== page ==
Written by Matthew Longhurst
I am a third-generation resident of Western Washington state. My grandparents (both sides) moved here in the 1950s, uprooting their families after a handful of previous generations had set down roots in Utah and eastern Idaho. Before that, most of my lineal progenitors migrated to this country directly from their homelands across northern and western Europe: England, Switzerland, Denmark, and Sweden. My family history is a tapestry of migration.
As I have learned more about my family history it has become clear that I am the product not just of immigrants, but of refugees. Whether their persecutions were religious, economic, social, or natural, many of my ancestors were uprooted in fear and turmoil. For me, the refugee crisis of the last several years has closely coincided with a growing knowledge of and a strong sense of connection to my forebearers. My ancestors’ life experiences echo the stories of so many whose stories we’ve shared over the last two years.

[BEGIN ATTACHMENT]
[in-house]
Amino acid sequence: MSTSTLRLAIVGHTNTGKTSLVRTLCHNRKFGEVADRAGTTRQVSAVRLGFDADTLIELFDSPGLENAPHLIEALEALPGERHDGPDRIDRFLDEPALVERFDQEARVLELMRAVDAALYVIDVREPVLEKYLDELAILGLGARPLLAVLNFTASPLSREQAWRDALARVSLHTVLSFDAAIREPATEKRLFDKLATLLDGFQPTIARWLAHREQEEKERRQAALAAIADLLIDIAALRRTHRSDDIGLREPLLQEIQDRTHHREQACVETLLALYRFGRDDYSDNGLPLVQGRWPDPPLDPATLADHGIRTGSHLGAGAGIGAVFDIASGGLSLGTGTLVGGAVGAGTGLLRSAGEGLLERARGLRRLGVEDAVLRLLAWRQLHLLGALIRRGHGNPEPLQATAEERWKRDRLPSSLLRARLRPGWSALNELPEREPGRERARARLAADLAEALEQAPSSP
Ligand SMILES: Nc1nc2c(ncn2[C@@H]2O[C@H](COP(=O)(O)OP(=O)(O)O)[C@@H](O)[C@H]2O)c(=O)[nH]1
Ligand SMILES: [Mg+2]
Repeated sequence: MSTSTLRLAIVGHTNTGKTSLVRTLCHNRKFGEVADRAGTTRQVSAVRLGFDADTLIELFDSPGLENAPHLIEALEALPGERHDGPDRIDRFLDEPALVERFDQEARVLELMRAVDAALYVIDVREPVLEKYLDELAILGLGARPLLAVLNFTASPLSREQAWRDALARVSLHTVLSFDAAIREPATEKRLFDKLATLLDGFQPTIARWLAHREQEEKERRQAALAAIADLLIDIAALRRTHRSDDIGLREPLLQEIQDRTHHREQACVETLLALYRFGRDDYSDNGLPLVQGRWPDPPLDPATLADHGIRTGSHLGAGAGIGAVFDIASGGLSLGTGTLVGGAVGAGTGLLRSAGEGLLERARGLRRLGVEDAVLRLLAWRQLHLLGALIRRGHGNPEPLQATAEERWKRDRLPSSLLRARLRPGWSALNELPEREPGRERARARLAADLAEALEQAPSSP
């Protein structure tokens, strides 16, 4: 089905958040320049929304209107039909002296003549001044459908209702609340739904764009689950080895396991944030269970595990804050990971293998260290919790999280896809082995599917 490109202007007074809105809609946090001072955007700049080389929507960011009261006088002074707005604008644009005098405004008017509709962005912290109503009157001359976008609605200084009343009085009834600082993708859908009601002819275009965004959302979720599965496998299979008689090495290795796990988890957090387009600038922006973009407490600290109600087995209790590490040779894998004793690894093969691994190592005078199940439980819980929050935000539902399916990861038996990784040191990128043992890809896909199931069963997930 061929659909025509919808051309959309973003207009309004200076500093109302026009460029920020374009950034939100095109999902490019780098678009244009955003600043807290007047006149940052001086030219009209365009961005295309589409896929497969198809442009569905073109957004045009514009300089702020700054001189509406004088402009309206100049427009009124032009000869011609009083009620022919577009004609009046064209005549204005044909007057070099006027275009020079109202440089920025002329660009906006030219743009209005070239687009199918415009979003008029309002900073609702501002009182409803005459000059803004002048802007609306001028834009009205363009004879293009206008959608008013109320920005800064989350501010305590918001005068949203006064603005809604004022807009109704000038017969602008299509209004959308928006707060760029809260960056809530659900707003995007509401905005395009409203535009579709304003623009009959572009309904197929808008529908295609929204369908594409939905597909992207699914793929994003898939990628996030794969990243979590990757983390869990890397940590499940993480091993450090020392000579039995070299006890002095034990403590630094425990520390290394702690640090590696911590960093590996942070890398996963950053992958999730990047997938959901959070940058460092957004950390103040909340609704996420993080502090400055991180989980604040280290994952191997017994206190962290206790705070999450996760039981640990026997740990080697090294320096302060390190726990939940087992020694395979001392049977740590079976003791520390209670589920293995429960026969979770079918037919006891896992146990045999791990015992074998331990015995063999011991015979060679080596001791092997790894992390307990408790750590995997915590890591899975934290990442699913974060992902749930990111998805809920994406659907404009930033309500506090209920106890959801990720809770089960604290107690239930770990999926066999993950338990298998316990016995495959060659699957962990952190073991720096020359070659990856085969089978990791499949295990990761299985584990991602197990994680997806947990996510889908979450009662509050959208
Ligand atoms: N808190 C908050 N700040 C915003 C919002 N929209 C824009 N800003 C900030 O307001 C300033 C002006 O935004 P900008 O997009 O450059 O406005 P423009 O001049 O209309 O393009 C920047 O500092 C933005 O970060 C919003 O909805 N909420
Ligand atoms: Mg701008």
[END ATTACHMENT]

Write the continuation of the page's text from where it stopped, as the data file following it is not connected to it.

In the same way that my life and prosperous circumstances were made possible by so many sacrifices over many generations, I hope that today’s refugees will be able to create a future of possibility for themselves and their children. However, one look around reveals that they must combat suspicion, distrust, and even xenophobia and racism in heavy doses no matter where in the world they land. I cannot help but feel a strong sense kinship and an obligation to help where I can.
This is the reason I help to tell their stories.
To me, the label “refugee” is a badge of honor. I invite you to honor and celebrate refugees and welcomers with me this month and to meet some of these heroes at TSOS's Virtual World Refugee Day event on 17 June.
As we strengthen our relationships with resettlement agencies, friends, and community partners, we are discovering that the work doesn't have to be big to be important.